Following the logic of do-calculus, we can find all the nodes that confound the relationship between net usage and malaria risk, since those nodes open up backdoor paths and distort the causal effect we care about. We can either do this graphically by looking for any node that points to both net and malaria risk, or we can use R:

Code

adjustmentSets(mosquito_dag)## { health, income, temperature }

Based on the relationships between all the nodes in the DAG, adjusting for health, income, and temperature is enough to close all backdoors and identify the relationship between net use and malaria risk.

Naive correlation-isn’t-causation estimate

For fun, we can calculate the difference in average malaria risk for those who did/didn’t use mosquito nets. This is most definitely not the actual causal effect—this is the “correlation is not causation” effect that doesn’t account for any of the backdoors in the DAG.

We can do this with a table (but then we have to do manual math to subtract the FALSE average from the TRUE average):

Code

nets |>group_by(net) |>summarize(number =n(),avg =mean(malaria_risk))## # A tibble: 2 × 3## net number avg## <lgl> <int> <dbl>## 1 FALSE 1071 41.9## 2 TRUE 681 25.6

According to this estimate, using a mosquito net is associated with a 16.33 point decrease in malaria risk, on average. We can’t legally talk about this as a causal effect though—there are confounding variables to deal with.

Matching

We can use matching techniques to pair up similar observations and make the unconfoundedness assumption—that if we see two observations that are pretty much identical, and one used a net and one didn’t, the choice to use a net was random.

Because we know from the DAG that income, nighttime temperatures, and health help cause both net use and malaria risk (and confound that relationship!), we’ll try to find observations with similar values of income, temperatures, and health that both used and didn’t use nets.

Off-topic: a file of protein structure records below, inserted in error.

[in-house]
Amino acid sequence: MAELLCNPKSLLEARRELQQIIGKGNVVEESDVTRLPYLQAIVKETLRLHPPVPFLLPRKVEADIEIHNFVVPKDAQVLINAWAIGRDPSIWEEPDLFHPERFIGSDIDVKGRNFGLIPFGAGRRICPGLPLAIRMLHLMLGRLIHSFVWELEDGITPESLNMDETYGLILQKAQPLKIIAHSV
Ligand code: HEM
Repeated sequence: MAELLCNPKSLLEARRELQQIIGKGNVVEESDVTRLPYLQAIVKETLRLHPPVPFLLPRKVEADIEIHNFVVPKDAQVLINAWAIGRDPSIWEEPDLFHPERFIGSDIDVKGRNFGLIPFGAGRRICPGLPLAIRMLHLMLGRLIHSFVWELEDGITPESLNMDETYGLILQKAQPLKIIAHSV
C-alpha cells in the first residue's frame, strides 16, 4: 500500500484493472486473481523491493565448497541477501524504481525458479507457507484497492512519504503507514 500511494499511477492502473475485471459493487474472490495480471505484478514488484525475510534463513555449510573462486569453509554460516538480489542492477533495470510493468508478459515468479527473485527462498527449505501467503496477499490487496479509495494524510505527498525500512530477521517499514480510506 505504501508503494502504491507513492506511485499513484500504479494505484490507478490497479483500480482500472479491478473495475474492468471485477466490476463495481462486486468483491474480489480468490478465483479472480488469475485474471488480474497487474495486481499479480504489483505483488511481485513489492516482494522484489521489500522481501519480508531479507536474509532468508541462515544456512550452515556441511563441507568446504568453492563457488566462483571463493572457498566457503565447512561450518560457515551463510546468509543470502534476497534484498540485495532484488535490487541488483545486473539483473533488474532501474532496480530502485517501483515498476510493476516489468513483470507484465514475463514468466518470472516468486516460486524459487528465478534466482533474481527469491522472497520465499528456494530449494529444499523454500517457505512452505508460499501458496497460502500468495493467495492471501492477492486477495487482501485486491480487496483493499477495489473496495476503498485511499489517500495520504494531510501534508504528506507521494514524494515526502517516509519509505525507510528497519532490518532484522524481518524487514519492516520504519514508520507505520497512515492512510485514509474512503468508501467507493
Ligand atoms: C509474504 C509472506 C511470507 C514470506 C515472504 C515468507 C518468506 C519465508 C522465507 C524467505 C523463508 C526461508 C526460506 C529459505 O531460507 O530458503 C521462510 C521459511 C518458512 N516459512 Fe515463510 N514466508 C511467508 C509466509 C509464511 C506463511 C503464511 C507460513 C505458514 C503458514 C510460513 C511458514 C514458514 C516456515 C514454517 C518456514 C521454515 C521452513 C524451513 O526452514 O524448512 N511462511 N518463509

We can use the matchit() function from the {MatchIt} R package to match points based on Mahalanobis distance. There are lots of other options available—see the online documentation for details.

We can include the replace = TRUE option to make it so that points that have been matched already can be matched again (that is, we’re not forcing a one-to-one matching; we have one-to-many matching instead).

Step 1: Preprocess

Code

matched_data <-matchit(net ~ income + temperature + health,data = nets,method ="nearest",distance ="mahalanobis",replace =TRUE)summary(matched_data)## ## Call:## matchit(formula = net ~ income + temperature + health, data = nets, ## method = "nearest", distance = "mahalanobis", replace = TRUE)## ## Summary of Balance for All Data:## Means Treated Means Control Std. Mean Diff. Var. Ratio eCDF Mean eCDF Max## income 955 873 0.41 1.4 0.104 0.198## temperature 23 24 -0.17 1.1 0.042 0.097## health 55 48 0.36 1.2 0.071 0.168## ## Summary of Balance for Matched Data:## Means Treated Means Control Std. Mean Diff. Var. Ratio eCDF Mean eCDF Max Std. Pair Dist.## income 955 950 0.025 1.1 0.009 0.048 0.12## temperature 23 23 -0.006 1.0 0.007 0.026 0.12## health 55 55 0.019 1.1 0.007 0.026 0.12## ## Sample Sizes:## Control Treated## All 1071 681## Matched (ESS) 321 681## Matched 436 681## Unmatched 635 0## Discarded 0 0

Here we can see that all 681 of the net users were paired with similar-looking non-users (439 of them). 632 people weren’t matched and will get discarded. If you’re curious, you can see which treated rows got matched to which control rows by running matched_data$match.matrix.

We can create a new data frame of those matches with match.data():

Code

matched_data_for_real <-match.data(matched_data)

Step 2: Estimation

Now that the data has been matched, it should work better for modeling. Also, because we used income, temperatures, and health in the matching process, we’ve adjusted for those DAG nodes and have closed those backdoors, so our model can be pretty simple here: